From here & there

From here & there

Pagoda flower of Malnad 

The pagoda flower, locally known as ratha pushpa (clerodendrum paniculatum) is a wild flower seen in Malnad region during the rainy season. It draws the attention of people by its unusual patterns and length. 

It is also called teru huvu as it resembles the decorated upper part of a temple car (ratha) and the pagoda plant. It can be seen standing individually or in clusters by roadside or on the banks of rivers, brooks and streams. 

The flower also looks like a tower, wide at the bottom and pointed at the top. The flower is a great source of nectar for butterflies and grows in India, Sri Lanka and Malaysia.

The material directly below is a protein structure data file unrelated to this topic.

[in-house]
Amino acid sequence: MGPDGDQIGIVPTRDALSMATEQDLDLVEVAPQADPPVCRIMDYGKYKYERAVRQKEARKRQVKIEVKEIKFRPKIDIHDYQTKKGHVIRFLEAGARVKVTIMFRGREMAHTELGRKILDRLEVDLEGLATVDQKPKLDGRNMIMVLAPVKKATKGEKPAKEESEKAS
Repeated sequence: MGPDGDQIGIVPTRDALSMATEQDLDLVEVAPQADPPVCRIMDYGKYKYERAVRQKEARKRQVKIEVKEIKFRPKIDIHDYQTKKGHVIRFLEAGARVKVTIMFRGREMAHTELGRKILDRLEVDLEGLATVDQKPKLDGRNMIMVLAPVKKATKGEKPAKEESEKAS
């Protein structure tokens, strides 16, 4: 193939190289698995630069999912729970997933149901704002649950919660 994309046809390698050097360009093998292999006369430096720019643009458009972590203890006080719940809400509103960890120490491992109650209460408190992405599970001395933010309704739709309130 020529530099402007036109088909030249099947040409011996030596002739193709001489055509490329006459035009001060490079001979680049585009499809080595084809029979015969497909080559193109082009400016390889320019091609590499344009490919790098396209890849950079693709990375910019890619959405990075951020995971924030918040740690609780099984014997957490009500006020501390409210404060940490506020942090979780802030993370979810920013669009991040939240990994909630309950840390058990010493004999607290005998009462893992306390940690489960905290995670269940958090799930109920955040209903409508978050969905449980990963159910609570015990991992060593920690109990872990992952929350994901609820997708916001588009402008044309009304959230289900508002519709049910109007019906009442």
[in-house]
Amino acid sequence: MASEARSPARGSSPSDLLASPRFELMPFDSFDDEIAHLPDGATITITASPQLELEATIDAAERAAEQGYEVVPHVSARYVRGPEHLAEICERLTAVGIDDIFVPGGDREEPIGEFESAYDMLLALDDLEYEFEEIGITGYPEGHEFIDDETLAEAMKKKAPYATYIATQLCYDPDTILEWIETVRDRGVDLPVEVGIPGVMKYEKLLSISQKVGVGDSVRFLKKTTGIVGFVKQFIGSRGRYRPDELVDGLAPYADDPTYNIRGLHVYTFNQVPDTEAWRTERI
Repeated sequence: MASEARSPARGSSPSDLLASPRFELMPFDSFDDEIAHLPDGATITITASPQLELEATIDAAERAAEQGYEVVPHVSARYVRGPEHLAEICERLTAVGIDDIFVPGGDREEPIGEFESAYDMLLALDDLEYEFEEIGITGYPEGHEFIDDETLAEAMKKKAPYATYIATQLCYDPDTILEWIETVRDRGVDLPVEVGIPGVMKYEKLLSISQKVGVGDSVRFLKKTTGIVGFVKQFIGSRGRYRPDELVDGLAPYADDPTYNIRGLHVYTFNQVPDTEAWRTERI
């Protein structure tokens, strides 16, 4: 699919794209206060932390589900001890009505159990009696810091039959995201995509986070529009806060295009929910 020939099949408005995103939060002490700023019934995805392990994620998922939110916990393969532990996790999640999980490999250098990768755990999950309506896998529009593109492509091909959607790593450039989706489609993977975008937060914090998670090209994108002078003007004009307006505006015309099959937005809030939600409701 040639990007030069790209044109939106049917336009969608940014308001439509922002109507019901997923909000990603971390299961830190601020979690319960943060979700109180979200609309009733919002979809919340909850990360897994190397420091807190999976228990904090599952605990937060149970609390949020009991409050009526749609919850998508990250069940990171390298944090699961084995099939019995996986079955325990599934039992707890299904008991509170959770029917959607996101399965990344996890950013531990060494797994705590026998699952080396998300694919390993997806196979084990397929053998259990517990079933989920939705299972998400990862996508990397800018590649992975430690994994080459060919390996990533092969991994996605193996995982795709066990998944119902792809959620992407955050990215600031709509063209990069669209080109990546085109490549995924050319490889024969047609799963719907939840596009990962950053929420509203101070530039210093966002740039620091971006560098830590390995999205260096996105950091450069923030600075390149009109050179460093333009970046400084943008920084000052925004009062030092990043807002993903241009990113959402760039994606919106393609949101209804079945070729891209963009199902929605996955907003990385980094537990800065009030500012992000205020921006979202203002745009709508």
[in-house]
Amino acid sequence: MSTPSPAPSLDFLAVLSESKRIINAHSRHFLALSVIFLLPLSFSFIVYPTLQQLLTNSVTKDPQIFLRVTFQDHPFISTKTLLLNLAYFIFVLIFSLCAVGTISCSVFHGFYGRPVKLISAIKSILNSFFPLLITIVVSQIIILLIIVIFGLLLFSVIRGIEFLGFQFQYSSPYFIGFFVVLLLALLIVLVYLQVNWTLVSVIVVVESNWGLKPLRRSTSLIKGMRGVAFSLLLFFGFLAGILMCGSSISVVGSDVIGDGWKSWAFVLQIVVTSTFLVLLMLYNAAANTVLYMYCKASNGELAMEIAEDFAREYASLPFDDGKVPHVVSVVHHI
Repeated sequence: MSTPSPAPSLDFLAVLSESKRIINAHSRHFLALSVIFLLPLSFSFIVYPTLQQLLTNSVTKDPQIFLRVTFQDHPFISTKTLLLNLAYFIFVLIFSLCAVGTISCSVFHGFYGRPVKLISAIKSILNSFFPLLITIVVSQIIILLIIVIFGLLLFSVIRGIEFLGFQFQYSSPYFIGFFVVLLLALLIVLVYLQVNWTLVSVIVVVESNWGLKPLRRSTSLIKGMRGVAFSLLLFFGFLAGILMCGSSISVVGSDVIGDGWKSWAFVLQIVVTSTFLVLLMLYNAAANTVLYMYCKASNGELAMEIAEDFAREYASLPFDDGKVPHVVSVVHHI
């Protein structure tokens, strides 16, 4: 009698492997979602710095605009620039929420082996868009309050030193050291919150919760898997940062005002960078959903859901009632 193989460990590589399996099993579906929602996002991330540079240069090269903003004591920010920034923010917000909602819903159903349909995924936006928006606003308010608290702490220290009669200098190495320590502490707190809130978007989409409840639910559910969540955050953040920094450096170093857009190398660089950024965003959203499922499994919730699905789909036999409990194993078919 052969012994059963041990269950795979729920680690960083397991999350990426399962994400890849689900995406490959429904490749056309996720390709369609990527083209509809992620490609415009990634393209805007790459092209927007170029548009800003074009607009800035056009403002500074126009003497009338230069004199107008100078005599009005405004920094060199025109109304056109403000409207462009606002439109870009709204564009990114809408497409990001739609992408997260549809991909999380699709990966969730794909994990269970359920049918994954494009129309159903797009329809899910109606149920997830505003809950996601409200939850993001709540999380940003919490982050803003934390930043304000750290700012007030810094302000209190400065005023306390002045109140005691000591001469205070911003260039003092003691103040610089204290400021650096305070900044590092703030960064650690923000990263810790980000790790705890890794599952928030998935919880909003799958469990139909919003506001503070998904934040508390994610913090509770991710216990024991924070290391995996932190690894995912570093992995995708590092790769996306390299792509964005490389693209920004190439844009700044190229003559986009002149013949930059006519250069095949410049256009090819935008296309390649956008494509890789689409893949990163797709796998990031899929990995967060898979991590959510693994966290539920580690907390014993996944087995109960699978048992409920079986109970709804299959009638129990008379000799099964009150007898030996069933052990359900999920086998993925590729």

Clerodendrum paniculatum was first described in 1767 by the father of modern biological nomenclature – the Swedish botanist, Carl Linnaeus. 

The species epithet refers to the large paniculate clusters of flowers (inflorescences), the feature which makes it such a visually-striking plant. The pagoda flower is commonly encountered in the Asian tropics, where it is used as an ornamental plant and known for its medicinal and healing abilities.

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